On Being ‘Dr. Dad’

  • hiermedia
  • June 5, 2017

I take my 10-year-old son to school as many school days as possible. We recap events from the prior day, and I give him early morning pep talks. It is a rarity, however, that I pick him up from school. During one of those rare occasions, he got into the car, smiling as he handed me a project he completed in class. It was an assignment in which he was asked to introduce his hero to his classmates. To my delight and surprise, he chose me as his hero. He explained that he looked up to me, in part, because I am a doctor.

This moment affirmed my belief that being a doctor compliments my role as a father. Being a doctor makes me a better father. Equally, being a father makes me a better doctor. While I’ve had a decade to establish a healthy relationship with my son, in clinic, I must establish a doctor-patient relationship in a relatively short amount of time. Many patients come into the clinical encounter with problems they would not share with their closest confidante. During these candid conversations, they trust I will listen and not only have solutions for their complaints but remain objective and unbiased in the process. I incorporate these same skills while instructing and nurturing my children.

One such opportunity arose after a recent track meet when my son came in 7th place during the 100-m dash run. I could see his disappointment in his performance. I could also see the embarrassment he felt. After listening to him share his feelings of being intimidated by his competition, we problem-solved and discussed ways to improve his performance for the next race. Our solutions included spending additional time after practice working on his technique. His effort paid off; he had a faster time and came in 2nd place during the following track meet. Years of listening, searching for, and offering methodical solutions to my patients subsequently have improved my problem solving as a father.

Just like my patients, my son does not follow all of my instructions. He has challenges getting homework done in a timely fashion and most definitely has challenges keeping his room clean. Guiding him through life’s challenges has taught me how to remain cool and level headed even when I am feeling anything but. Techniques that work in parenting translate to my professional responsibilities. For example, I rely on the ability to speak clearly in language the patient can understand to facilitate conversations about the medical and surgical management of various disease processes. Keeping cool and level headed in a wide range of clinical situations ranging from treating a noncompliant patient to proficiently and dexterously completing a tough surgical procedure is a necessity in my profession. Being a father of an energetic and active son has definitely equipped me for comparably challenging situations that require the same quiet resolve in my surgical practice.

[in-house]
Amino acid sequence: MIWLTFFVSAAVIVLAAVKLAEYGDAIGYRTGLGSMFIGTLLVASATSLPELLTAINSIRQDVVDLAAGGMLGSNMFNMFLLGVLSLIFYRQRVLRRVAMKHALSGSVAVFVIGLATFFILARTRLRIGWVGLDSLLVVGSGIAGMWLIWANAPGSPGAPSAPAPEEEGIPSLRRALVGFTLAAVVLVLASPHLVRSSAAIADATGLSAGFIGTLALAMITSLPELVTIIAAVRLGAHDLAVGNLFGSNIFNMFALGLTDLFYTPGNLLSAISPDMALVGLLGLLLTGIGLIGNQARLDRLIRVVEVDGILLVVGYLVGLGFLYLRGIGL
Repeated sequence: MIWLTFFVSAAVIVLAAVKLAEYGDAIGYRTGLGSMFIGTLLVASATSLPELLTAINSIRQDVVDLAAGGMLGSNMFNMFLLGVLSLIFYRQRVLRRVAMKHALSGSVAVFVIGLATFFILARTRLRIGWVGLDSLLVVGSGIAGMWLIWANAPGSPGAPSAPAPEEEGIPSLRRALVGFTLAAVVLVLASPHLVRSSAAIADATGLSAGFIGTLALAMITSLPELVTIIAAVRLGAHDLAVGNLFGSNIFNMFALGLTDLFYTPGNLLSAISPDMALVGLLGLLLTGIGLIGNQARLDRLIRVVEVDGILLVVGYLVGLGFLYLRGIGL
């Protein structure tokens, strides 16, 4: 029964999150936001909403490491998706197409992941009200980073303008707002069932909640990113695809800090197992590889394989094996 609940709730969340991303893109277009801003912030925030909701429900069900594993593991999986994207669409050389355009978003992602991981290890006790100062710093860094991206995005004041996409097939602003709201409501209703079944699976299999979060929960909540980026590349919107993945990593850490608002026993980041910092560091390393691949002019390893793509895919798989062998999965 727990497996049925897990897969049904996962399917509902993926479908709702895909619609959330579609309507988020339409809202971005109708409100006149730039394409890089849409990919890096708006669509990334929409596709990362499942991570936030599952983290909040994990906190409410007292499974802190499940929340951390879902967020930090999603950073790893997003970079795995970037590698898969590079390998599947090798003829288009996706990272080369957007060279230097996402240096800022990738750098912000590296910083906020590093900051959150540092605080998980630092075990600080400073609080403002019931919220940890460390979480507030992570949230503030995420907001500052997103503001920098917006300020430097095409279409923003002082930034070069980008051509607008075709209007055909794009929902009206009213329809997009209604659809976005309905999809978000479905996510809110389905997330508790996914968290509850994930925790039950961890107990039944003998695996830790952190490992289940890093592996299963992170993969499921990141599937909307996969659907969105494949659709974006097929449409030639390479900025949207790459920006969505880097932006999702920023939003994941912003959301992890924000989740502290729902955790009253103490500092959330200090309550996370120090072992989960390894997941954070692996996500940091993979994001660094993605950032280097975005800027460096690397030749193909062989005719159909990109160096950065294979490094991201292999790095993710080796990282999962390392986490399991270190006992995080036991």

Despite all the ways being a father and a doctor complement each other, it is a challenge to do them both well and give them both the time they require. I am intent to take full advantage of the time I have with each, whether in the car going to school or in the office and operating room. Time is fleeting and I recognize my son is growing older much too fast. My patients have many medical and surgical needs that continue even after the office has closed for the day. Clearly, I am not able to be present at all times for both. Nonetheless, when I am with family or with a patient, my goal is to be fully present. I know my son has a better father and my patients have a better doctor because of the experiences I have with each of them. Ultimately, I know the conversations with my son during our time in the car provides motivation, inspiration, and encouragement that will help mold him into a better version of himself that will benefit his future children and maybe, just maybe, his very own patients.


  • Sharon

    Proud of you

  • Linda Latchaw
    Linda Latchaw

    Cedrek, I had you spotted the first day I met you as a new surgical resident at GHS. I was an old nurse not often impressed with the new “crop”. But every once in while one comes along. You have not disappointed me.(not that it was important to you.) Now you are not only a skillful compassionate surgeon but a father and community leader. I thank God for you.

    • Viki Long
      Viki Long

      πŸ‘πŸΌπŸ‘πŸΌπŸ‘πŸΌπŸ‘πŸΌπŸ‘πŸΌπŸ‘πŸΌπŸ‘πŸΌ is definitely the best in his field!

  • Adria Dunn-Harris
    Adria Dunn-Harris

    Great words to help many people, if we’re willing to follow your example. Loving the blog.

  • Kit

    Love this post and the points you make about listening and coming up with solutions! Happy Father’s Day!

  • Peggy Geer
    Peggy Geer

    I just wanted to thank you again for being apart of Steve and my life. I feel that God placed you in our lives. Because you really were there for Steve because of all he went through. We tell everyone we talk to about you and how you were there for us. You are like family to us. And we remember when you invited us to your church. This is when we met you. And I follow you on twitter as you can see. I am proud of you for wanting to see others to follow you in becoming a part of the medical profession. Keep on doing what you do as a man of God, father , doctor and a friend to whoever needs one. Be blessed
    Steven, Peggy Geer and family

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